Enjoying ad-free content?
Since July 1, 2024, we have disabled all ads to improve your reading experience.
This commitment costs us $10,000 a month. Your support can help us fill the gap.
Support us
Our journalism is banned in Russia. We need your help to keep providing you with the truth.

Crimean Leader Slams UN Human Rights Criticism As 'Propaganda Myths'

Sergei Aksyonov / Kremlin Press Service

Crimean officials have slammed a new UN resolution that criticizes the human rights situation in the annexed Black Sea peninsula. 

The UN General Assembly passed a resolution on Tuesday that called the Russian authorities in Crimea “occupation forces” and said that the application of Russian law was illegal there. Russia annexed the Crimean peninsula from Ukraine in 2014, a move that has been criticized by the international community.

“The resolution does not reflect the actual situation in Crimea, or the opinions of Crimeans,” Sergei Aksyonov, the head of the peninsula, wrote on his Facebook page after the resolution was passed. 

Aksyonov said the resolution consisted of “propaganda myths from Kiev,” while a Crimean member of Russia’s Federation Council said the resolution was based on speculation and “pure lies,” the RBC business portal reported

Earlier, the Crimean parliament said that the resolution discredited the institution of the United Nations. 

Parliamentarians said that the fourth UN resolution on Crimea was “unconvincing” because only 70 countries had supported it — six less than the last UN resolution — while 96 countries abstained and 26 voted against, including India and China.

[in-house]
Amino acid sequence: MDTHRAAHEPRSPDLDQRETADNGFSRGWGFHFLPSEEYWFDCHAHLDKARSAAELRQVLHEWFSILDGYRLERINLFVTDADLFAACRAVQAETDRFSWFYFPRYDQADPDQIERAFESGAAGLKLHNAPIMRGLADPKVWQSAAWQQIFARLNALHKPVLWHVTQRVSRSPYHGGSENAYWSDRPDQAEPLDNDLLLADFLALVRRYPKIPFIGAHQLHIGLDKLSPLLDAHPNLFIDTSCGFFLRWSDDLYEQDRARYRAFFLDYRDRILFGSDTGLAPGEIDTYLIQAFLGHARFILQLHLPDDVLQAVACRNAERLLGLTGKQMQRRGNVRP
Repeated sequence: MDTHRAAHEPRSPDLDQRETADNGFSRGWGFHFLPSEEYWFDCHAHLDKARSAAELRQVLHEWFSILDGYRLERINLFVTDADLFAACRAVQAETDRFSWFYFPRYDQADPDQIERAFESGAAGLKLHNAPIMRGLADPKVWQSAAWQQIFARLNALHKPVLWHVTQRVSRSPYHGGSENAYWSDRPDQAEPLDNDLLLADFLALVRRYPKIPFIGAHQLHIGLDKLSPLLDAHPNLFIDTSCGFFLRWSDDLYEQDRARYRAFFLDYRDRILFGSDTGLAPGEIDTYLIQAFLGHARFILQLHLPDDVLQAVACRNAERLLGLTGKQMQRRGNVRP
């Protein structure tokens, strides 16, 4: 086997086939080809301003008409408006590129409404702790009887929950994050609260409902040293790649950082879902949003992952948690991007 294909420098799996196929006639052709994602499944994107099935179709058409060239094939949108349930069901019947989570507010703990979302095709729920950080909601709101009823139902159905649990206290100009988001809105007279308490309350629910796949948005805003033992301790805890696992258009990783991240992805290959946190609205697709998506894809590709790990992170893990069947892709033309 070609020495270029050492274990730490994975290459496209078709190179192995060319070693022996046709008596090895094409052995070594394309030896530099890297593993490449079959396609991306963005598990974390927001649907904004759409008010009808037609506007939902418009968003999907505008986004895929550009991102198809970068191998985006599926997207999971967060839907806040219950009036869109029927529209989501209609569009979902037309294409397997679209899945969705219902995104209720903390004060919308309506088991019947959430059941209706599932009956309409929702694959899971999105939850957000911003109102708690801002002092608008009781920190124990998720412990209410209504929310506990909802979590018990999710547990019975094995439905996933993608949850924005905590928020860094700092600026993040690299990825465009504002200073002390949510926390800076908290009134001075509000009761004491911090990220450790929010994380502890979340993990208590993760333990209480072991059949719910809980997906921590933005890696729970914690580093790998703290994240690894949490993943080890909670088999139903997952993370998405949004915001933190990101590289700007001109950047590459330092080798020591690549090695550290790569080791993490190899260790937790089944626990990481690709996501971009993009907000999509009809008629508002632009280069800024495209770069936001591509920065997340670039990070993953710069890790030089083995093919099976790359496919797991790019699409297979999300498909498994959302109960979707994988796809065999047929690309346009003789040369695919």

Aksyonov said there are only two factors that have any real importance in the Crimean question: “the free choice made by Crimeans in 2014 and the might of the Russian armed forces.”

… we have a small favor to ask. As you may have heard, The Moscow Times, an independent news source for over 30 years, has been unjustly branded as a "foreign agent" by the Russian government. This blatant attempt to silence our voice is a direct assault on the integrity of journalism and the values we hold dear.

We, the journalists of The Moscow Times, refuse to be silenced. Our commitment to providing accurate and unbiased reporting on Russia remains unshaken. But we need your help to continue our critical mission.

Your support, no matter how small, makes a world of difference. If you can, please support us monthly starting from just $2. It's quick to set up, and you can be confident that you're making a significant impact every month by supporting open, independent journalism. Thank you.

paiment methods
Not ready to support today?
Remind me later.

Read more